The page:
'Snake Eyes: GI Joe Origins' Looks Flashy in Stills but Blurry in Motion
We review the new 'G.I. Joe' adventure and determine whether the third time's the charm for this cinematic franchise.
As action figures, G.I. Joes were a blank canvas for children to dump their imaginations. As cartoons, G.I. Joe was an exhilaratingly silly commercial populated by increasingly bizarre characters. As comic books, G.I. Joe was an epic mythology worthy of obsession. As movies, G.I. Joe is a franchise filled with potential that never quite captures the childish wonder, the oddball individuals, or the ever-branching lore. Snake Eyes: G.I. Joe Origins contains a great cast, a weak script, and a wretched edit of possibly good fight choreography. It's not the glorious train wrecks that were the last two cinematic entries, but it is painfully duller.
Ditching the massive supporting cast and focusing on G.I. Joe's most recognizable ninja badass was probably the right move. Ditching the iconic costume for a last-minute tease and spending the majority of your runtime bastardizing pre-established mystery for an embarrassingly two-dimensional revenge saga was not the right move. I'm not about to get high-and-mighty regarding the comic book, cartoon, or toy backstories because, quite frankly, my memory for those things is hazy and more dangerous than anything else. But if you are going to swerve and do your own thing, you gotta deliver on the promise of what your movie is suggesting. At the very least, give us a hero conflicted by rage and an outlet for hand-to-hand, sword-to-sword, combat wizardry.
The production hired the perfect team to astonish. Kenji Tanigaki's fight choreography has previously dazzled in flicks like Enter the Fat Dragon and Rurouni Kenshin: Final Chapter parts one and two, but Snake Eyes director Robert Schwentke refuses to show off his majesty here. The fights are close-up, extremely close-up, frequently hand-held, nauseatingly dizzy, and chopped into countless edits. Just when the audience should be on their feet cheering, they're rubbing their eyes and reaching for some aspirin.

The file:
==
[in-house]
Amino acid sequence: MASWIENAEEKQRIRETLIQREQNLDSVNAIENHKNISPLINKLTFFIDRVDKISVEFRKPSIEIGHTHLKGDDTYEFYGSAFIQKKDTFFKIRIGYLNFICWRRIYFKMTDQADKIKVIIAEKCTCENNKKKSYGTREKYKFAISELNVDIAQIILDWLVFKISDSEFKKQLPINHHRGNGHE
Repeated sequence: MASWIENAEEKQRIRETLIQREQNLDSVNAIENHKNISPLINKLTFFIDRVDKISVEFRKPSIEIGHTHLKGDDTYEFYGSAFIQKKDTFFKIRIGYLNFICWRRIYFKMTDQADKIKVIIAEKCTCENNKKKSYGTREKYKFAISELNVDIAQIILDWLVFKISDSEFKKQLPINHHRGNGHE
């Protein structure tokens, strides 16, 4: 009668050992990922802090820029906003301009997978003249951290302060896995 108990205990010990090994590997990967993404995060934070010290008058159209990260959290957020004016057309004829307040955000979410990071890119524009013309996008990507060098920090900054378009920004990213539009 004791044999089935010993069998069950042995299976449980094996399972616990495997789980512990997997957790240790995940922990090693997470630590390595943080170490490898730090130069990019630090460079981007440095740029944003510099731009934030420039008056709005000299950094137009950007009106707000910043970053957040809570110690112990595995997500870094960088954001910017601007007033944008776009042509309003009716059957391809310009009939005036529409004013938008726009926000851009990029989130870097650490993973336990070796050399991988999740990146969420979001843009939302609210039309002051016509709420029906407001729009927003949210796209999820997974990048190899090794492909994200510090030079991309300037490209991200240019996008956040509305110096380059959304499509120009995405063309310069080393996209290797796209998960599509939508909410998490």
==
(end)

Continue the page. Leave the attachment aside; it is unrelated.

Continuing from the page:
Henry Golding as Snake is exceptional. He plays the Bruce Wayne vengeance bit well, bobbing back and forth between petulant aggressive and heartbroken puppy dog. You can sense the torment inside. The film opens with a child witnessing his father's execution, and Golding carries that trauma through the remaining movie.
Golding's Snake hasn't chosen a side yet. His Yakuza boss Kenta (Takehiro Hira) dangles the identity of his father's killer over his head, and Snake will follow him wherever that leads. This puts him in contact with Tommy (Andrew Koji), Kenta's rival cousin and the rightful heir to the Arashikage clan. Sneaking amongst the ninja, Snake possibly finds a new purpose, but his thirst for revenge and the introduction of the shadowy terrorist organization called Cobra confuses his identity further.
Snake Eyes' first half is rather basic and jammed with plot, but its second half bounds off into a bonkers realm akin to the cartoon and comic book weirdness. Rather than injecting energy into the events, however, the magically weird moments shine as muddy as the fight choreography. Nothing is given the proper space to be seen. It's all darkness and shadow and cut to hell. For the love of God, man, hold a shot!
Eventually, the Joes themselves enter the war. Tracking the Cobra shenanigans is Scarlet, played by the always welcomed Samara Weaving. Unfortunately, her character is an afterthought, and what you've seen of her in the trailer is mostly all you get in the movie. She delivers some one-liners, she gets to beat down a few dudes, but that's it. The little dialogue she has with Golding appears accomplished via ADR.
Snake Eyes is not an atrocity. It will kill some time and aid your appreciation for Golding. There is enough chemistry between him and Andrew Koji to sell you a ticket for a (hopefully superior) sequel. But if you came for the costume, the fights, the mythology, or your nostalgia, you'll be deeply disappointed. Once again, you're walking away from a G.I. Joe movie knowing there's a better one to be made. And knowing is half the battle? Ugh. Not this time.